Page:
Shanghai’s Lin-gang eases curbs on home buying


A view of the Lin-gang Special Zone Free Trade Pilot Zone in China (Shanghai). LIU GUOXING/FOR CHINA DAILY

Shanghai has joined major Chinese cities in partially easing restrictions on home purchases.

The move will benefit talented professionals in the Lin-gang special area and suggests more cities are fine-tuning their residential property policies to support rational demand, industry experts said Thursday.

Non-local talents who have worked in the Lin-gang Special Zone (Shanghai) Free Trade Pilot Zone for at least three months are now allowed to buy houses in this specific zone. The previous requirement was at least one year, the official WeChat account of the Ling-gang special zone administrative committee said on Tuesday.

Professionals working at 195 businesses for more than three months are now eligible to buy residential property in the region, and those working at another 29 businesses for six months are qualified to buy an apartment, the notice said.

Affected by the resurgence of COVID-19, only 433 new residential properties were traded in Lingang in March, a sharp drop from 2,051 units sold in January and 1,651 in February, said Shu Duan, senior analyst at the China Index Academy.

Housing supply in Lin-gang, which is located at the southeastern tip of Shanghai, will reach 120,000 units in the next five years, or about 30 percent of Shanghai’s total new housing supply, according to the plan. of the Lin-gang Special Zone for the 14th Five-Annual Plan Period (2021-25), Shu said.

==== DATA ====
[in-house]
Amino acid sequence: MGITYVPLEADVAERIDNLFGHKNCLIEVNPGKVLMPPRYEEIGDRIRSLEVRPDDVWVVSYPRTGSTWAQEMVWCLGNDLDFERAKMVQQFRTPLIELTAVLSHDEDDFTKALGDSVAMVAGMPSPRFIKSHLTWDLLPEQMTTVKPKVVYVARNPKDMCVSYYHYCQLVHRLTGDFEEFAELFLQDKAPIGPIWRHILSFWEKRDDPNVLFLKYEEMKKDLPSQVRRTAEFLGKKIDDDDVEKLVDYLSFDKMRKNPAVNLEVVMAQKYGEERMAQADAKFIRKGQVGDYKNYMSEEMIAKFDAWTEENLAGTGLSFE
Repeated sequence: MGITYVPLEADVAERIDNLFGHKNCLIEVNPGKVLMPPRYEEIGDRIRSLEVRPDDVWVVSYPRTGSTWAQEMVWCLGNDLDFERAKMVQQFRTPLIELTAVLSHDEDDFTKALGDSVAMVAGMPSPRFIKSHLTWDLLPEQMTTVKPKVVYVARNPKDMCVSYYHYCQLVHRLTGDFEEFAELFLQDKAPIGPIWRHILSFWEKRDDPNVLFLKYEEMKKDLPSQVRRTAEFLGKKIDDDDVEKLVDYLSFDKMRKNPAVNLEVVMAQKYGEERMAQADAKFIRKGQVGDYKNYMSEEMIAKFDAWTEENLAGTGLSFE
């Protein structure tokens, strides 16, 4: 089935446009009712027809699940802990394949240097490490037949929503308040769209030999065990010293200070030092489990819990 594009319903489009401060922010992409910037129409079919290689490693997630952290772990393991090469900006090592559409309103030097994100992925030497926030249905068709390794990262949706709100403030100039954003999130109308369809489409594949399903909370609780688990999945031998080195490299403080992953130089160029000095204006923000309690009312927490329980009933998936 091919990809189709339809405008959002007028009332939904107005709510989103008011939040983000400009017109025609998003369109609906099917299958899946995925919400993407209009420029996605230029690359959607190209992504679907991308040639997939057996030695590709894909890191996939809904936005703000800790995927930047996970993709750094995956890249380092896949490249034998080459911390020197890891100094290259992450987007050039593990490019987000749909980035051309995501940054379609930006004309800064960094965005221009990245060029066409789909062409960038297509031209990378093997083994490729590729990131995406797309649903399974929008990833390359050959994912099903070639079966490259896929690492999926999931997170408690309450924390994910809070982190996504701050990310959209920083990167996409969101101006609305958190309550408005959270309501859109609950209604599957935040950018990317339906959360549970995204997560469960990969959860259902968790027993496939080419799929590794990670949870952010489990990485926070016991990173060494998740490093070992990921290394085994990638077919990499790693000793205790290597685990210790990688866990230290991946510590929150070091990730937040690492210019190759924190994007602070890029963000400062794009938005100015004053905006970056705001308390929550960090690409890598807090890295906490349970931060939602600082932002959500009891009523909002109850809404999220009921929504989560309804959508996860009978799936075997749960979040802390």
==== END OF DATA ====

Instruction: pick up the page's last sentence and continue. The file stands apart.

The central government has made it clear that the real estate market should develop in a healthy way, form a virtuous circle and meet people’s rational living needs.

But the recent COVID-19 outbreak has weakened market expectations. It is therefore necessary for Lin-gang, which is neither considered the city center nor part of the central business district of Shanghai, to adjust its policies to restore the balance between supply and demand in the region. said Li Yujia, chief researcher at the provincial residential policy research center. from Guangdong.

“Shanghai’s residential real estate market is currently under increasing pressure due to COVID-19, and the easing of the policy for talented professionals will likely improve market expectations and boost confidence,” said Yan Yuejin, director of E-house China Research based in Shanghai. and Development Institution.

In recent months, a number of major cities, including Nanjing and Suzhou in Jiangsu Province, have changed their housing policies to promote rational home buying.

This month alone, at least 15 cities have eased their home buying regulations, according to Securities Times. These measures included easing purchase restrictions, lending limits and selling restrictions, support for provident fund lending and adjusting mortgage interest rates.

On Monday, Suzhou eased restrictions on sales and purchases. On Tuesday, Nanjing’s Lishui and Liuhe districts eased buying restrictions by allowing non-local residents to buy their first home without providing proof of social security.

On Wednesday, Huaibei, Anhui Province, announced that first-time home buyers and families will receive a maximum of 60,000 yuan in rewards at the city’s spring expo between April 30 and May 4. , reported

Li said he believed more outlying areas of cities would follow. But, while fine-tuning local policies, relevant authorities should anticipate wild market swings back and forth.


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